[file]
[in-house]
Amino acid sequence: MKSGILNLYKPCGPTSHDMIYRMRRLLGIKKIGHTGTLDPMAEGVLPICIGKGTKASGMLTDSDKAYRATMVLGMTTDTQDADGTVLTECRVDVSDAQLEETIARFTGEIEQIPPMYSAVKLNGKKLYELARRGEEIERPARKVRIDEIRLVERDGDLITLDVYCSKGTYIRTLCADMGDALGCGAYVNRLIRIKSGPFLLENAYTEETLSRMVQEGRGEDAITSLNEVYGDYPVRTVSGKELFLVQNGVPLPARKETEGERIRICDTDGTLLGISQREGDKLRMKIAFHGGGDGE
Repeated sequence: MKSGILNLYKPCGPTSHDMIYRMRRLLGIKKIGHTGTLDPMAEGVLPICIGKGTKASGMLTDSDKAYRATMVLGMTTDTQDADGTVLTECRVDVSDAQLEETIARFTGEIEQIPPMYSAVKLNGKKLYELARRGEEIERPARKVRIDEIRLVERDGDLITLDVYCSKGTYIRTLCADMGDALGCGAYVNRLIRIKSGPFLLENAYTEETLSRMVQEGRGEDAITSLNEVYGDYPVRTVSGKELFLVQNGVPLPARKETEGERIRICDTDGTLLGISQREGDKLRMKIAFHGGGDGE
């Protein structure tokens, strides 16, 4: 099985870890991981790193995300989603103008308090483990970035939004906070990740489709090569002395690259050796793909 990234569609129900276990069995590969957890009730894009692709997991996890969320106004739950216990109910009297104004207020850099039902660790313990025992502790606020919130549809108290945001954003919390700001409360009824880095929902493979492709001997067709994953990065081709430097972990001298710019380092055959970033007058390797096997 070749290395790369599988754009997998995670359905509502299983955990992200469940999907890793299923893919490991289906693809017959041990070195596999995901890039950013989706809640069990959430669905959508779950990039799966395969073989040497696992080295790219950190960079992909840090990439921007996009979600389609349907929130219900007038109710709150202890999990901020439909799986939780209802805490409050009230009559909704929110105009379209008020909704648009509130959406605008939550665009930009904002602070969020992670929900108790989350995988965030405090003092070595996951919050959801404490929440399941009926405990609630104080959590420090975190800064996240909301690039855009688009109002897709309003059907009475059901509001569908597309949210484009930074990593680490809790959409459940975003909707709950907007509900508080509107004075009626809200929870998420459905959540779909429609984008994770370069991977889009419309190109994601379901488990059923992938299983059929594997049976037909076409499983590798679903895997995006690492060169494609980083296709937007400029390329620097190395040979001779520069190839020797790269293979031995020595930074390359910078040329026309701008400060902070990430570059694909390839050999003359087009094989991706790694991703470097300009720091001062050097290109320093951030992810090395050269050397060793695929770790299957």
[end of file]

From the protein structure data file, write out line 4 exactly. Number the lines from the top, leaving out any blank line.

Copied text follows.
């Protein structure tokens, strides 16, 4: 099985870890991981790193995300989603103008308090483990970035939004906070990740489709090569002395690259050796793909 990234569609129900276990069995590969957890009730894009692709997991996890969320106004739950216990109910009297104004207020850099039902660790313990025992502790606020919130549809108290945001954003919390700001409360009824880095929902493979492709001997067709994953990065081709430097972990001298710019380092055959970033007058390797096997 070749290395790369599988754009997998995670359905509502299983955990992200469940999907890793299923893919490991289906693809017959041990070195596999995901890039950013989706809640069990959430669905959508779950990039799966395969073989040497696992080295790219950190960079992909840090990439921007996009979600389609349907929130219900007038109710709150202890999990901020439909799986939780209802805490409050009230009559909704929110105009379209008020909704648009509130959406605008939550665009930009904002602070969020992670929900108790989350995988965030405090003092070595996951919050959801404490929440399941009926405990609630104080959590420090975190800064996240909301690039855009688009109002897709309003059907009475059901509001569908597309949210484009930074990593680490809790959409459940975003909707709950907007509900508080509107004075009626809200929870998420459905959540779909429609984008994770370069991977889009419309190109994601379901488990059923992938299983059929594997049976037909076409499983590798679903895997995006690492060169494609980083296709937007400029390329620097190395040979001779520069190839020797790269293979031995020595930074390359910078040329026309701008400060902070990430570059694909390839050999003359087009094989991706790694991703470097300009720091001062050097290109320093951030992810090395050269050397060793695929770790299957």